7th Heaven, which airs Mondays at 8 on the WB network, is the story of the Camden family, a minister, his wife, and seven children who manage to solve crisis after crisis with good old-fashioned family values. According to TV Guide, "The show makes a quiet convincing argument that traditional values are still applicable to contemporary problems." Above all, they say it's a show "that parents can share with their children." I don't know. If I were a teenager, I think watching 7th Heaven with my parents would drive me to drink. Or do drugs. Or start practicing witchcraft. It's that bad.
There's literally a moral a minute. It's as if a family from the fifties was put into a time capsule and forced to deal with all the problems of the nineties -- except that not even the TV families of the fifties were this earnest. Unlike the Camden family, those families never had to deal with serious problems like drugs, teenage sex, or school violence. But if they did, something tells me their response would be nowhere near as syrupy as in this show. Whoever is writing 7th Heaven should take a moment to look in the dictionary for the definition of "believable."
But still, like most bad television, it's so much fun to watch. I was hooked from my first episode, the one about gun control. What follows is dialogue from a scene that took place in a principal's office.
Rev. Camden: "Your son is dangerous. He's threatened my son."
Bad Father: "He's just a kid."
Rev. Camden: "You have a gun in your house. You have to get rid of it."
Bad Father: "That gun is for my protection!"
Helpful Police Officer: "But don't you realize that 43% of guns in homes end up killing family members or loved ones?"
Bad Father: "Guns don't kill people. People kill people."
Rev. Camden (with Emmy-like over-acting) "No, people with guns kill people!"
"Come quick!" I yelled to my friend Biljana. "I've just found the worst show on television. You have to see this!" After that, we made it a point to watch every week, howling with laughter. I think it was during the our-aunt-is-an-alcoholic-and-needs-our-help episode that we decided someone should create a drinking game to go along with the show. Perhaps every time a character did something patently unbelievable, we could take a swig. But then we would all be in an alcoholic coma before the first commercial break.
The gun control exchange captures the essence of the show. Every week, there's a massive crisis. In that episode, the kid with the gun ended up shooting Rev. Camden in the shoulder. While the family waited in the hospital, the children uttered implausible line after implausible line. The seven and twelve year olds practically sounded like they were in some Ted Koppel town meeting about violence in society.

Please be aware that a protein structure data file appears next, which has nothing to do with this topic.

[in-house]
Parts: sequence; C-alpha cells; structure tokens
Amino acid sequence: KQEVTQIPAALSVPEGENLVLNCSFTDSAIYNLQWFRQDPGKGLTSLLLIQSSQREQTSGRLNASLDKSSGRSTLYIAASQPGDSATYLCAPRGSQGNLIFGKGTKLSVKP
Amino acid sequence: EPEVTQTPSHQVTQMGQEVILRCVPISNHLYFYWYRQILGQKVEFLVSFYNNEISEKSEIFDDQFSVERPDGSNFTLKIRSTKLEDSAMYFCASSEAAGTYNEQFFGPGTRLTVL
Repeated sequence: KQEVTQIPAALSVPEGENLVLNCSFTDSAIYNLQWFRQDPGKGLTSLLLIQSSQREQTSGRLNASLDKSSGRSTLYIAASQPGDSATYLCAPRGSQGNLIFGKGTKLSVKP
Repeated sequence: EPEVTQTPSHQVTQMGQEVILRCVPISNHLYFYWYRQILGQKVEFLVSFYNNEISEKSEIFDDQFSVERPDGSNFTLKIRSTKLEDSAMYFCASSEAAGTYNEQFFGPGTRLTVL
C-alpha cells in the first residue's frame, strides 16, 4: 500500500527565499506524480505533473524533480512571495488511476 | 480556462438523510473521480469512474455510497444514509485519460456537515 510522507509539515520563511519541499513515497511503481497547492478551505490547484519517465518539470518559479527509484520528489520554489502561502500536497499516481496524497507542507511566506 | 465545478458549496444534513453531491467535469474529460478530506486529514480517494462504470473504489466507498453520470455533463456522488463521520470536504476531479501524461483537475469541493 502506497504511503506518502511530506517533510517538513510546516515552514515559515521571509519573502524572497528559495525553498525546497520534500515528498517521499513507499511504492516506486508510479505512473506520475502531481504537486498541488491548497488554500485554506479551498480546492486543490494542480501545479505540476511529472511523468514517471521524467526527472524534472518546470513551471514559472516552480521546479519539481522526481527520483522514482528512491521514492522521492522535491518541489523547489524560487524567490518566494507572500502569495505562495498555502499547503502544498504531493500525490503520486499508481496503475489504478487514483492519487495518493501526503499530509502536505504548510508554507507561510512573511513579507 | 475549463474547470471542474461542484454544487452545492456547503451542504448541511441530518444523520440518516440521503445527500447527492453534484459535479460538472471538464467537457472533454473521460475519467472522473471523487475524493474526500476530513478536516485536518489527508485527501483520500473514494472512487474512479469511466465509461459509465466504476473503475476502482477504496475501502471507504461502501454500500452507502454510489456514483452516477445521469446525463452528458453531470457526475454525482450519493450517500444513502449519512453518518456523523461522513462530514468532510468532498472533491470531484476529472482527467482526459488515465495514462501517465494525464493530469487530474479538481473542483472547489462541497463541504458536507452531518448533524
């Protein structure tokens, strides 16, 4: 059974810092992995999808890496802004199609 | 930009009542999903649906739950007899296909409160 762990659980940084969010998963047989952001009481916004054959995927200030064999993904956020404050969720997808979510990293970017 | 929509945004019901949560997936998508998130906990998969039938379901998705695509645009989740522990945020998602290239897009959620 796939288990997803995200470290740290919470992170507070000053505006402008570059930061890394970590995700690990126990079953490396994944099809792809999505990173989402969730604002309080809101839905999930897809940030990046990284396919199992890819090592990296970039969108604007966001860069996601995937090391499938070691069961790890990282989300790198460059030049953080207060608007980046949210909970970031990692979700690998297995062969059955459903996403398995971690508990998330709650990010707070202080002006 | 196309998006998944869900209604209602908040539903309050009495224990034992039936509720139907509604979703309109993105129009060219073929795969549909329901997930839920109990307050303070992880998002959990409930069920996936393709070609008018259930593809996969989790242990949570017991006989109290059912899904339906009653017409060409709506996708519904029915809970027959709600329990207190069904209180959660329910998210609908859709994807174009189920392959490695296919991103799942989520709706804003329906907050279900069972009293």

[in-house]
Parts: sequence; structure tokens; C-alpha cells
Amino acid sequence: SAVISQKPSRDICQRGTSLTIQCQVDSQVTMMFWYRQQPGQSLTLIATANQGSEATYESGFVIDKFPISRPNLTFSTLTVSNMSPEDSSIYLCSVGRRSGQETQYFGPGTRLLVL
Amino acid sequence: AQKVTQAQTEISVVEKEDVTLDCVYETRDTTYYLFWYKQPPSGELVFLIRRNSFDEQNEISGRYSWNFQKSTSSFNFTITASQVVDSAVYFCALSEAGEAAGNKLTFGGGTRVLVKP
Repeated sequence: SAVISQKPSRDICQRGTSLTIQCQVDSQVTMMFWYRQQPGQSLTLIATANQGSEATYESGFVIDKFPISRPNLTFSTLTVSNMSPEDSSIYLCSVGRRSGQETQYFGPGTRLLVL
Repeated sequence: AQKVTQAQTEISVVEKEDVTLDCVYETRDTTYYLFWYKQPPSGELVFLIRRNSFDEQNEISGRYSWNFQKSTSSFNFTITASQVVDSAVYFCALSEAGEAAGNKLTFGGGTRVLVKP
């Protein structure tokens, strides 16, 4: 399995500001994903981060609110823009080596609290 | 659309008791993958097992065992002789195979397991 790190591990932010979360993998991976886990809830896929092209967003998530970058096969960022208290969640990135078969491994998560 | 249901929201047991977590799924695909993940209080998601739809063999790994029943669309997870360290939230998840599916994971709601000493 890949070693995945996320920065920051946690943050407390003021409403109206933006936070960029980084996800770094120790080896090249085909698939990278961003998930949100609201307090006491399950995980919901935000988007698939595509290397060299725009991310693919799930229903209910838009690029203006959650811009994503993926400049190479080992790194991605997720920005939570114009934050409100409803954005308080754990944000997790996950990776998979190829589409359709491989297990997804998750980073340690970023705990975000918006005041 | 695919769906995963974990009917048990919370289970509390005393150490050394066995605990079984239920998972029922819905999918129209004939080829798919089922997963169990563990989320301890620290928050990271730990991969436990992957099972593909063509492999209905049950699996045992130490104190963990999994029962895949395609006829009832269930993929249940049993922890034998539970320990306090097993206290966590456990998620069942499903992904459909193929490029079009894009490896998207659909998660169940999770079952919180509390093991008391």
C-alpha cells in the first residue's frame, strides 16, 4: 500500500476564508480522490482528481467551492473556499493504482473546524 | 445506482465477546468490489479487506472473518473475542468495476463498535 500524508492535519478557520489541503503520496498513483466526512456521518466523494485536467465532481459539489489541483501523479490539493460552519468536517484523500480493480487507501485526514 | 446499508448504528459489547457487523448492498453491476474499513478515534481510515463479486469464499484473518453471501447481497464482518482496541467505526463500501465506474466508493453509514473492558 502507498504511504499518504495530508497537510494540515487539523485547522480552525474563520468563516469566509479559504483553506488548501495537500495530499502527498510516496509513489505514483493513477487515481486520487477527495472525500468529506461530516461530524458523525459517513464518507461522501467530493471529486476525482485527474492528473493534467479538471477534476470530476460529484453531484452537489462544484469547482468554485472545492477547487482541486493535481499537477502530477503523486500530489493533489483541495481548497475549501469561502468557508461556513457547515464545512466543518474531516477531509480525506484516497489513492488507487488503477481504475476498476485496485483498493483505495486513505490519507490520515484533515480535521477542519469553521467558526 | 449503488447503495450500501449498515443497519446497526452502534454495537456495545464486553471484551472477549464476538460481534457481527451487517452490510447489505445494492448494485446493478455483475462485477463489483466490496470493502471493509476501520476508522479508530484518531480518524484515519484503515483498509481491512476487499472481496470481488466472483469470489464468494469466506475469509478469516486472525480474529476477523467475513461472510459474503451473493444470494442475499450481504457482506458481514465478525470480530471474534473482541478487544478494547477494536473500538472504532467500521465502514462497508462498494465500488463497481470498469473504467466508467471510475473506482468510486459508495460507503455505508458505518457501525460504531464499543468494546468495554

It's a strange show. One week, one of the teenagers will bring home a joint, and there will be a giant crisis. Another week, one of them will skip a class, and the crisis will be just as intense. One of the silliest episodes was the teenage-sex-is-bad episode. In this one, Lucy, the 15-year-old, tries to convince her senior boyfriend to sleep with her. He doesn't want to because he doesn't think they are ready. By the way, that's not the funniest part. No, the teenage boy turning down sex is actually the most believable part of the episode. When her parents find out about her plan, this kid actually goes to their home to apologize and explain that he knows they are not ready for sex because having sex is a very important step for two people to take. Yeah, I'm sure lots of teenage boys talk like that.
Not only is 7th Heaven on against Melrose Place (allowing us all to click from morals to cleavage in a moment). Interestingly, it's also produced by the same man -- uber-producer Aaron Spelling. Forget Charlie's Angels, Dynasty, or 90210, this is Spelling's crowning achievement. To be involved with a show this cheesy takes pure talent. Mr. Spelling, I bow down to you. You've really outdone yourself this time. For all the many bad shows of your career, 7th Heaven is your opus, and the fact that it features a minister's family instead of bouncing bimbos just makes it all the sillier.
Forget about Thursday. This is the real Must See TV.
|Copyright 1999 by Joe Lavin
Joe Lavin's Humor Column is published every Tuesday at: http://joelavin.com
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Submitted By: Joe Lavin
Mar 17, 1999 10:59